Middle East Connection, a family-run supper club with an unlikely Burbank mini-mall address, is one of the few Valley spots serving a credible version of the attractive cuisine of Lebanon.
It isn't what I'd call an ornate operation. A mere handful of swords, tapestries and other Middle Eastern trinkets adorns the walls. The tables are arranged in long rows side by side, as in a Las Vegas showroom. Belly dancers, oud players and Lebanese singers perform Wednesday to Saturday, when the atmosphere turns loud and lively.
The most compelling part of Lebanese cuisine is the appetizer known as mezzeh, world-class nosh. Here they're available individually or in huge combos of about 10 items. Most customers order set dinners consisting of the mezzeh spread and a main course.
The first wave is cold dishes. I started by dipping a round of hot pita bread into cool mtabbal, a smoky eggplant puree flavored with garlic and sesame paste (tahineh). It's creamy, almost pa^te-like, with a tiny pool of olive oil floating in the center of the plate. The smoky flavor comes from roasting the eggplants whole on the stove top until the skin is scorched. ("Don't try it yourself," our waitress cautioned.)
Then I tried the hummus, a savory, mouth-filling version of the well-known tahineh-flavored garbanzo dip. Also delicious with the pita bread is tabbouleh, the light, refreshing salad of parsley and bulgur wheat, flavored with mint and a lemony vinaigrette.
These dishes were just teasers. Everyone then got a plate of the powerfully spiced Middle Eastern and Balkan cured beef product basturma. It's not traditional in Lebanon, so it must be on the menu because so many of the restaurant's customers are Armenians.
Then came stuffed grape leaves (waraq 'inab), rolled into long stogies delicately stuffed with rice and exotically spiced with sumac and clove. Another cold mezzeh we all liked was shanklish: garlicky chunks of farmer cheese mixed with chopped tomatoes.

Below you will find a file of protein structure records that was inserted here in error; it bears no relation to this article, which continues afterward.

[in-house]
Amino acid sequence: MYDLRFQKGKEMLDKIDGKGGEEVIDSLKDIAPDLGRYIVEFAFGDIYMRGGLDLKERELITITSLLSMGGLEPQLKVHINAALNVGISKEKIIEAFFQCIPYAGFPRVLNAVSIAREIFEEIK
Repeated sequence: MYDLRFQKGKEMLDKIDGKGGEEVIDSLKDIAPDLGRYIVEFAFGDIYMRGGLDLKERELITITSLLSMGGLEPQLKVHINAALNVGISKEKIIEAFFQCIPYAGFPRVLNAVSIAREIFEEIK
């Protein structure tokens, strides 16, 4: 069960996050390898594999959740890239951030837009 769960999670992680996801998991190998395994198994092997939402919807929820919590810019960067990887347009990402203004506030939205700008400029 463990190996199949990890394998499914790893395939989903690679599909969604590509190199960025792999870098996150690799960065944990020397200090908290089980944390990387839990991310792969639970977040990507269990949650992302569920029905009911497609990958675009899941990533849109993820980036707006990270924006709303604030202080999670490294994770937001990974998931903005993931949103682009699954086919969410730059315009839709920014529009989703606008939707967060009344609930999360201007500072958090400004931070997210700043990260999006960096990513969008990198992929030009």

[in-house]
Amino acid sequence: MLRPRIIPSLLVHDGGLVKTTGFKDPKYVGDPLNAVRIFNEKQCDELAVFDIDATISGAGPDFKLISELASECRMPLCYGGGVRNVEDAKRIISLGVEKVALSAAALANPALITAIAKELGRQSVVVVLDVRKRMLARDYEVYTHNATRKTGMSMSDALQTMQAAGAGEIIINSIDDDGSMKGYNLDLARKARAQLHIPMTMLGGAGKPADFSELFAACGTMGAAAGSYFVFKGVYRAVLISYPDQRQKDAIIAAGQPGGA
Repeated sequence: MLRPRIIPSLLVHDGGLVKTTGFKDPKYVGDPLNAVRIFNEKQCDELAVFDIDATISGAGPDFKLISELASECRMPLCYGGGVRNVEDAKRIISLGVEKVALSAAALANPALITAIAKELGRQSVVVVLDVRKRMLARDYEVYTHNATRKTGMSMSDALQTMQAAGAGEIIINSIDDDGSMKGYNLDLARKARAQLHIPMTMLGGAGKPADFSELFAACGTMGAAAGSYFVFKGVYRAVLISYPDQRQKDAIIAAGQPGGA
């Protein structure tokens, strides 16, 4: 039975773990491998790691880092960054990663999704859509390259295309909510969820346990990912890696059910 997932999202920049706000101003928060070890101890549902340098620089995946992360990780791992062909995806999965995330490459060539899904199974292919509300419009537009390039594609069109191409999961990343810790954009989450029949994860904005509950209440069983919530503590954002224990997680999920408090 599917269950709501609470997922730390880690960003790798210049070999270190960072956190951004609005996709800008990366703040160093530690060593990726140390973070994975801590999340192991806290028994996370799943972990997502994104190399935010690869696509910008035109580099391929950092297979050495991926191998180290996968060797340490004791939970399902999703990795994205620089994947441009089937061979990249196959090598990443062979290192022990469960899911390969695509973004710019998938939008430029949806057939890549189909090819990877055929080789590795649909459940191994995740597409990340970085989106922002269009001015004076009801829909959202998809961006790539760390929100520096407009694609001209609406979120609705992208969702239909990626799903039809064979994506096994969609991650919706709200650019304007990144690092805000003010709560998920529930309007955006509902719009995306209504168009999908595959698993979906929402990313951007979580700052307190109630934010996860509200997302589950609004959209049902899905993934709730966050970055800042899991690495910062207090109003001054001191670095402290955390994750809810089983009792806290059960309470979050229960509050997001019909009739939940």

Then the hot mezzeh started arriving. First came fried kibbeh, torpedo-shaped meatballs of a bulgur-and-meat paste with a filling of ground meat, fried onions and pine nuts. (The informing spice, as in most Lebanese dishes, is allspice.) Along with that came cauliflower, browned in a saute pan and drizzled with tahineh sauce.
Next came beef sausages the size of breakfast links, beautifully browned and strongly flavored with garlic and orange zest. But the crowning touch was the best falafel I have ever tasted: four plump disks of deep-fried garbanzo puree. They had a thin, golden crust that melted in the mouth. Even better, we asked for seconds--and got them.
By then everyone was nearly full, but we somehow found room for the main course. Basically, it is a variety of kebabs, brought out on big platters with a rizz bi-sha'riyeh, a traditional pilaf mixed with toasted vermicelli. The lamb shish kebab is trim and tender; the charcoal broiled chicken breast kebab, glistening from a marinade of olive oil, garlic and lemon, is perfectly juicy. Kafta kebab is ground beef formed into long cylinders on the skewers.
Save room for a buttery pistachio baklava, or for the more outre Lebanese dessert ashta, which is rich clotted cream with a yogurt tang, perfumed with rose water and topped with fruit. An even more adventurous option is the beverage jillab, made with a flowery molasses-based syrup. It's authentically Lebanese, but it just tastes soapy to me.
Middle East Connection, 916 W. Burbank Blvd., Burbank. Tuesday-Saturday, 9 a.m.-9 p.m. Dinner for two, $18-$49. Full bar. Parking in lot. All major cards. (818) 843-9339. Suggested dishes: grape leaves, $4.95; falafel, $4.75; mtabbal, $4.75; kafta kebab, $4.75 (1 skewer)/$7.25 (2 skewers); complete dinners with mezzeh, $20-$25 a head.